Once we have surrendered our senses and nervous systems to the private manipulation of those who would try to benefit from taking a lease on our eyes and ears and nerves, we don’t really have any rights left. Leasing our eyes and ears and nerves to commercial interests is like handing over the common speech to a private corporation, or like giving the earth’s atmosphere to a company as a monopoly.
— — Understanding Media: The Extensions of Man by Herbert Marshall McLuhan, 1964
Building upon the reconstructions of the monetary system, financial market, and labor forces in the scheme of the Web3 revolution, we are now at a historical turning point where the decentralization of social networks is inevitable. Cyber citizens need a new-age public forum and information market that align with the values of decentralized cyberspace.
Social networks have practically served as a digital public discourse infrastructure for decades, and their role as public infrastructure (Social Network as a Utility) will grow to be pertinent in Web3, creating tensions with the current centralized profit-driven platform model.
Evidence has shown that centralized social media platforms in Web2 are stifling innovations of third parties and hitting the glass ceiling in their own growth. Decentralization is the most optimal way out for new builders and giants themselves. Witnessing how Web3 technologies (blockchain, cryptography, P2P networks) have shaken the order in the global economy gives us enough faith for the rise of a new order in the digital public discourse.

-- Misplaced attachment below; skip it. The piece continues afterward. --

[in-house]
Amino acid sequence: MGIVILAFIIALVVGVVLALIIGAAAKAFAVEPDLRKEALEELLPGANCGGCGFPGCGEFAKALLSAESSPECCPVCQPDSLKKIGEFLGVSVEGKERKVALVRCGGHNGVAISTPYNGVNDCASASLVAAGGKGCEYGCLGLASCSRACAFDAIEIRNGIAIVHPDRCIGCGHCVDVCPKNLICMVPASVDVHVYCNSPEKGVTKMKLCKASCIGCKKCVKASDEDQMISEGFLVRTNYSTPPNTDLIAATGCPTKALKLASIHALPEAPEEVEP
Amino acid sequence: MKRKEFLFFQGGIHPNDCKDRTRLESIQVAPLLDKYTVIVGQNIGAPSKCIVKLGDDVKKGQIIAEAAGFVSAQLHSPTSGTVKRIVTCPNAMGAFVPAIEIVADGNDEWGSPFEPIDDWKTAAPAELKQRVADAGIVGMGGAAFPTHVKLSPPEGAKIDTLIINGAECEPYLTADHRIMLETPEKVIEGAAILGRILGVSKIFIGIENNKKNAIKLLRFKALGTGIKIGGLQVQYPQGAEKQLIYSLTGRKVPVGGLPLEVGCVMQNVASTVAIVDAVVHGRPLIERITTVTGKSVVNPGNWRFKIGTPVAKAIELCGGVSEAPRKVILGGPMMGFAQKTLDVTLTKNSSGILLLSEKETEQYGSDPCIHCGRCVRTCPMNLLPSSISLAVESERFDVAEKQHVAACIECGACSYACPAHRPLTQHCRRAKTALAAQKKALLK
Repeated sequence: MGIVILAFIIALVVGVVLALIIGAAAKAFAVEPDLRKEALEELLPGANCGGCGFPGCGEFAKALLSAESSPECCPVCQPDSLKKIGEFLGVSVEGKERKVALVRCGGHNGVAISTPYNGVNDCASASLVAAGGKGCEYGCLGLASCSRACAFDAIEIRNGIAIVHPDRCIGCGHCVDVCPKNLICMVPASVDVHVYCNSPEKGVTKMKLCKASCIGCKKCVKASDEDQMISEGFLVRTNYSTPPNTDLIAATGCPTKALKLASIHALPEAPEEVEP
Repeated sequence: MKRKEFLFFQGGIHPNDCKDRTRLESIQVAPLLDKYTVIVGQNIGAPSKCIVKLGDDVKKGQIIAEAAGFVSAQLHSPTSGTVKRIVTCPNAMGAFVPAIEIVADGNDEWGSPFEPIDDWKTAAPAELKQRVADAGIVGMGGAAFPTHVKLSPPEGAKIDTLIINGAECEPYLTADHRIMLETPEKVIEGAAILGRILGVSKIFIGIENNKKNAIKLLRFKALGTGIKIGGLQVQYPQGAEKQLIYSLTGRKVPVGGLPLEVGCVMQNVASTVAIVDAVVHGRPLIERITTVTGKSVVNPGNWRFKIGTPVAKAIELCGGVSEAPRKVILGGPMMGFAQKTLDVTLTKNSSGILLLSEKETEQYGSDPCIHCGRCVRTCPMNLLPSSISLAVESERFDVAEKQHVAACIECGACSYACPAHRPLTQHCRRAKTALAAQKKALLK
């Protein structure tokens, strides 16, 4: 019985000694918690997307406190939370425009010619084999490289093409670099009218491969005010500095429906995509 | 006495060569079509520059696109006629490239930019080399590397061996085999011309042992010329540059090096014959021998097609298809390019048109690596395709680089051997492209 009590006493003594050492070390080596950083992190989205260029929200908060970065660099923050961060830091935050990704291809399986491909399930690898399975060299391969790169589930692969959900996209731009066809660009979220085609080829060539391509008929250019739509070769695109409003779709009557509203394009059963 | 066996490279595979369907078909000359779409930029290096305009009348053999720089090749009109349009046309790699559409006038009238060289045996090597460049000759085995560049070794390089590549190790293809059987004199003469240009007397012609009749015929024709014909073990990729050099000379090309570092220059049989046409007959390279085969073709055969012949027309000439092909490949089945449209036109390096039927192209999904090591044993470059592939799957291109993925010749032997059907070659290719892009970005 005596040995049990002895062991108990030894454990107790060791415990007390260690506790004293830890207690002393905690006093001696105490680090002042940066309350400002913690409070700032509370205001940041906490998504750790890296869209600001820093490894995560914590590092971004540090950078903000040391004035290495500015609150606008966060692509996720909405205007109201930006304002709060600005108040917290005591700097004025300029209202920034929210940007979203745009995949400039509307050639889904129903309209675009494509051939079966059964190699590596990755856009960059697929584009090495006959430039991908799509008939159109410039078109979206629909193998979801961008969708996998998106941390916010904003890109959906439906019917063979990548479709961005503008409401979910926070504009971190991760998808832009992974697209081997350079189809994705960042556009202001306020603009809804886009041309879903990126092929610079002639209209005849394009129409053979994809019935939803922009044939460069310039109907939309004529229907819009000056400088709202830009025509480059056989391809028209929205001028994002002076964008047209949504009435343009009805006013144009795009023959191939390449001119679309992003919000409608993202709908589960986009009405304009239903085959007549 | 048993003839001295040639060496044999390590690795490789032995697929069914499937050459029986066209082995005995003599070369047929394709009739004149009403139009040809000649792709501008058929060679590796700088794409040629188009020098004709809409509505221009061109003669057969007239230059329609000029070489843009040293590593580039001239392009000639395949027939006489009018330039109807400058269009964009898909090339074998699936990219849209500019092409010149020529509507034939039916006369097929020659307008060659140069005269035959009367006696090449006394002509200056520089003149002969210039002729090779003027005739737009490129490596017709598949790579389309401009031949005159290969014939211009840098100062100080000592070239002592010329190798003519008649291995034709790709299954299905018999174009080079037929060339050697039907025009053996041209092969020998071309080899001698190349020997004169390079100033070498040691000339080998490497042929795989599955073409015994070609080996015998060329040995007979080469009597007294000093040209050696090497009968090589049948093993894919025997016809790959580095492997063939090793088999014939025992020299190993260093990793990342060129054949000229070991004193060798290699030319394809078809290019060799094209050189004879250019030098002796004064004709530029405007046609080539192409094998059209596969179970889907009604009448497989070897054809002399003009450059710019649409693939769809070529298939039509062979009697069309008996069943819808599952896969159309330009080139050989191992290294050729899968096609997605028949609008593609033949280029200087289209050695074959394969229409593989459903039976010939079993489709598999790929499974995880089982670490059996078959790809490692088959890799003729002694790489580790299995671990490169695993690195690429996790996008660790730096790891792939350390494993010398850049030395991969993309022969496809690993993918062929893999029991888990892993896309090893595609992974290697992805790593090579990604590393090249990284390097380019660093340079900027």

Understanding and being part of the historic movement towards decentralized social networks will make it easier for us — builders, investors, and cyber citizens — to remain agile and relevant.
Each generation of the web sparked innovations and native ways for cyber citizens to share information, but also comes with its own deficiencies.
Web1 was about open protocols that were decentralized and community-governed. Most of the value accrued to the edges of the network — users and builders. Cyber citizens, granted you know how to host servers and build websites, were free to share information publicly. In A Declaration of the Independence of Cyberspace, the Internet is a place to flourish idealism and radical individualism without national borders. However, Web1 didn’t provide an ideal marketplace where “online social relationship” was reflected and enhanced. Thus, Web1’s network was shaped to be more of a few-to-many public broadcast. The distribution channels of content were also more decentralized, making it more difficult for large-scale public debates.
The emergence of social networks as we know them today, the so-called Web2 giants like Twitter and Facebook, solves the lack of an idea marketplace in the previous era. Through a centralized platform, the social relations and dialogues in the physical world started to morph into the online world. While social media platforms serve as public forums for civil discourse and scrutiny of the government–similar to the Ekklesia of Athens in the cyber era, the platforms are owned by private corporations. Big corporations led by the likes of Mark Zuckerberg built castles in the name of privacy protection. Users were trapped in feudal cities and adopted the “user” mindset, which weakened people’s agency endowed by the Internet. When “netizens” become “users,” we gradually become Zuckerberg’s data. From public facilities to closed castles, the social network form of Web2 is becoming more and more alienated and distorted.
The Web2 social network is similar to any other intermediate form brought about by past technological revolutions, where private corporations functioned as the providers of public facilities. To make profits from this model, these privatized social networks have two ways to earn: 1. collect rents from advertisers and 2. exploit regulatory arbitrage and side with certain political tailwinds, algorithmically censoring and distorting information flow.